Paul Dirac

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Paul Adrien Maurice Dirac, (August 8 1902 - October 20 1984) physicist and a founder of the field of quantum physics.

In 1928, building on Pauli's work on nonrelativistic spin systems, he derived the Dirac equation, a relativistic equation describing the electron. This allowed Dirac to predict the existence of the positron, the electron's anti-particle; the positron was subsequently observed by Anderson in 1932.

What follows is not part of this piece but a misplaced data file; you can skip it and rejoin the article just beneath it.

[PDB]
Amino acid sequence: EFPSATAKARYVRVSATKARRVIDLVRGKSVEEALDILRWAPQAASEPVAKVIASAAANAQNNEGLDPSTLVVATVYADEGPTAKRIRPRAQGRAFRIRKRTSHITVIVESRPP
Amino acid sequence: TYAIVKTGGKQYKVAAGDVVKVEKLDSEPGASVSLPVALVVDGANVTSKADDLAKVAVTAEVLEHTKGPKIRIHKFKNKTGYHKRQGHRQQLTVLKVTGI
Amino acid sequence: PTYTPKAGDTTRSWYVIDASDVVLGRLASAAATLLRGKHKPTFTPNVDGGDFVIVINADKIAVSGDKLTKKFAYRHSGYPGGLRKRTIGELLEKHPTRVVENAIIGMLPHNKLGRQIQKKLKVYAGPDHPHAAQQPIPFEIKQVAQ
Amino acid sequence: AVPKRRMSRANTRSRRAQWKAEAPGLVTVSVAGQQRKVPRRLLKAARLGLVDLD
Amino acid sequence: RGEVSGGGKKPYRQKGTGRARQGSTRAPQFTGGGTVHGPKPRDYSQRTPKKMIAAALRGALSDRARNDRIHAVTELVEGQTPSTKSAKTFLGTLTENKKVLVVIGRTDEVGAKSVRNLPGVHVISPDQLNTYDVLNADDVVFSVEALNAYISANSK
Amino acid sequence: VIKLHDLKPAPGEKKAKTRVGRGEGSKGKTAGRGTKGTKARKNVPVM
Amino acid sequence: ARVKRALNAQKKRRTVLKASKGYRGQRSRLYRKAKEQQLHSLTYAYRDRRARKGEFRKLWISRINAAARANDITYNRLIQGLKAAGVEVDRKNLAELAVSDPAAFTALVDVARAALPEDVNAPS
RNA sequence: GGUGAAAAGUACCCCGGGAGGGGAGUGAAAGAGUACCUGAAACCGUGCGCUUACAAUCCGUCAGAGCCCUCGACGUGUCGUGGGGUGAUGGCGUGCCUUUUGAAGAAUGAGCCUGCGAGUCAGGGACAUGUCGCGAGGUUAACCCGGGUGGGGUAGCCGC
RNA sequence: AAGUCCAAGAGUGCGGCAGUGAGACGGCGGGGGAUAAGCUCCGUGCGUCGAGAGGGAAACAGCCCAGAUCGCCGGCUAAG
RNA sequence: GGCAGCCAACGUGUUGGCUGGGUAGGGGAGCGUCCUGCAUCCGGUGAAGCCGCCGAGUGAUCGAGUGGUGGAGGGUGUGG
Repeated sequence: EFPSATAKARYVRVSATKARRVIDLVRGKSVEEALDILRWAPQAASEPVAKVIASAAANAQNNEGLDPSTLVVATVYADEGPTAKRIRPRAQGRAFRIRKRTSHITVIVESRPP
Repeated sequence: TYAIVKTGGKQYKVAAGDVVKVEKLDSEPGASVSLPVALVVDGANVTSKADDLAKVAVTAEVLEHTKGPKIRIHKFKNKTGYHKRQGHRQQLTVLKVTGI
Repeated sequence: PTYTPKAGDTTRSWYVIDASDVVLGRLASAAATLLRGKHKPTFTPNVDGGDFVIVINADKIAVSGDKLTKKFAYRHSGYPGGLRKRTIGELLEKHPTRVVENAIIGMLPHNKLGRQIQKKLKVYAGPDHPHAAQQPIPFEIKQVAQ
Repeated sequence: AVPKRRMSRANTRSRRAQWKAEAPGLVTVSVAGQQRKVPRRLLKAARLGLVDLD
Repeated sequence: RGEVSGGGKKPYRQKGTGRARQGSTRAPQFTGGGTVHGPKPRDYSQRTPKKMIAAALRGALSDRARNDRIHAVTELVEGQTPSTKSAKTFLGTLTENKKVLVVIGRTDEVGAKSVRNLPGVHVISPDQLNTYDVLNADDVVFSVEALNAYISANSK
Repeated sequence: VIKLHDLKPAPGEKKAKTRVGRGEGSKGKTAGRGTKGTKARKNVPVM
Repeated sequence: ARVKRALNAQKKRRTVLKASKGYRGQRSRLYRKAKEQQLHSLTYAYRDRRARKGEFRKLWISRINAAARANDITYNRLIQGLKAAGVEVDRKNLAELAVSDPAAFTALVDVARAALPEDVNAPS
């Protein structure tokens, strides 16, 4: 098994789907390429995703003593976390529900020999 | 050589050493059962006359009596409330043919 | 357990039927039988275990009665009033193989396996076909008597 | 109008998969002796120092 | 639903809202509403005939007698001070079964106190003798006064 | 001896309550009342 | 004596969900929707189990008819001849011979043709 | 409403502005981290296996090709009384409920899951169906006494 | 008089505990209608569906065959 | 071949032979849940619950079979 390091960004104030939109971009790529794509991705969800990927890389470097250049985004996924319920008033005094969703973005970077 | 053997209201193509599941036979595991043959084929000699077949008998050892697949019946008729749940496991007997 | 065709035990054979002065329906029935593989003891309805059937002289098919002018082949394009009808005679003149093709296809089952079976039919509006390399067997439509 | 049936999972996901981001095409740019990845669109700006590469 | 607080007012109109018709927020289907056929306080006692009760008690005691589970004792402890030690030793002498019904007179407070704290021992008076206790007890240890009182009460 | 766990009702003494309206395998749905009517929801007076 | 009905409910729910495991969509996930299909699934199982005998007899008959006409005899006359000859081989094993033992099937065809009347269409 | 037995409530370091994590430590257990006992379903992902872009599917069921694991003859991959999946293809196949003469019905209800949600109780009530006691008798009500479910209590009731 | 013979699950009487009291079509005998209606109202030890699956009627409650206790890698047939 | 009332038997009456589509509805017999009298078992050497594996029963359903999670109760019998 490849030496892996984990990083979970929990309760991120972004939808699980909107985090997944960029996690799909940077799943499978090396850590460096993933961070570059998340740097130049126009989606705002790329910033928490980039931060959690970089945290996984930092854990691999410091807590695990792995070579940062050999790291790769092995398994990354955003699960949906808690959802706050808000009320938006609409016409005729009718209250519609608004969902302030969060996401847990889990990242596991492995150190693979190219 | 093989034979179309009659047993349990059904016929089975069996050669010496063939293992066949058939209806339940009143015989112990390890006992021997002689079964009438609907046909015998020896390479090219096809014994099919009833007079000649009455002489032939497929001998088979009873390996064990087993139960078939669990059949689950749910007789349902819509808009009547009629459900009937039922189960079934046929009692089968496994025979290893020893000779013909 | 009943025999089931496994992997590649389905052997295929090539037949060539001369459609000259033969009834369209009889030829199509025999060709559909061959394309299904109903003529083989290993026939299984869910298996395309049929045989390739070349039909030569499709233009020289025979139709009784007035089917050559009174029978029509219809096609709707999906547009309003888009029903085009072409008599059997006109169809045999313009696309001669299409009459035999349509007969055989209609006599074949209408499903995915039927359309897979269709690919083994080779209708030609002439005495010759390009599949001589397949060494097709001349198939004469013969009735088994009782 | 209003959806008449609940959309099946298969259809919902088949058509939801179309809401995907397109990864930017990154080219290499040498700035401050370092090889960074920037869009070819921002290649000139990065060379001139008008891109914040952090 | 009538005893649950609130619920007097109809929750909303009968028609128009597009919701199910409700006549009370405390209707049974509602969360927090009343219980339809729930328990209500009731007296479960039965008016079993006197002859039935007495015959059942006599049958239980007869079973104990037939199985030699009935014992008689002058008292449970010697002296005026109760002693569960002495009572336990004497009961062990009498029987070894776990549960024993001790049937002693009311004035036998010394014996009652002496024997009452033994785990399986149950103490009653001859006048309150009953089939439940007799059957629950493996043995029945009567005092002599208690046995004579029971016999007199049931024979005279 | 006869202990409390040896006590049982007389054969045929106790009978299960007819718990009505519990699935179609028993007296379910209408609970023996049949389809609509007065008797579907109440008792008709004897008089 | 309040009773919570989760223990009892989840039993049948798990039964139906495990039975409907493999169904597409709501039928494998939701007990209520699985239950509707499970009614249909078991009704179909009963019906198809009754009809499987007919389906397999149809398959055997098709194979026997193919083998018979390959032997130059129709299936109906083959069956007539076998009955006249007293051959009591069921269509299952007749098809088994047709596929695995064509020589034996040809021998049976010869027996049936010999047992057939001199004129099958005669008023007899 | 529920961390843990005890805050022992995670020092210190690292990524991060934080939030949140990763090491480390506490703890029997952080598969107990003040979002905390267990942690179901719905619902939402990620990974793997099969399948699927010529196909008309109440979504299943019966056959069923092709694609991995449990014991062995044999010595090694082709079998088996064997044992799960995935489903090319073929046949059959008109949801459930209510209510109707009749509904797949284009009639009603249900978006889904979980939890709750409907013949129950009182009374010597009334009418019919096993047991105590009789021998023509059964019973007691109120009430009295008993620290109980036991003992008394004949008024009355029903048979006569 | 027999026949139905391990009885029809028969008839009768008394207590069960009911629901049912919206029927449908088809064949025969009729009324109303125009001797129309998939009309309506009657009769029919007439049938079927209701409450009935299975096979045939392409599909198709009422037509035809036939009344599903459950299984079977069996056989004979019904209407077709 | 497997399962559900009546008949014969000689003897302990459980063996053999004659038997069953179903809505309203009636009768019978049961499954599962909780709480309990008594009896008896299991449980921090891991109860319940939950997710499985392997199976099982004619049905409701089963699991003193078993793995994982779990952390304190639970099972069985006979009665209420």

His Principles of Quantum Mechanics, published in 1930, pioneered the use of linear operators as a generalization of the theories of Heisenberg and Schrödinger. It also introduced the bra-ket notation, in which |ψ> denotes a state vector in the Hilbert space of a system and <ψ| its dual vector.

He shared the Nobel Prize for physics in 1933 with Erwin Schrodinger "for the discovery of new productive forms of atomic theory".

Dirac was Lucasian professor of mathematics at Cambridge from 1932 to 1969. The Dirac Prize is awarded in his honour.

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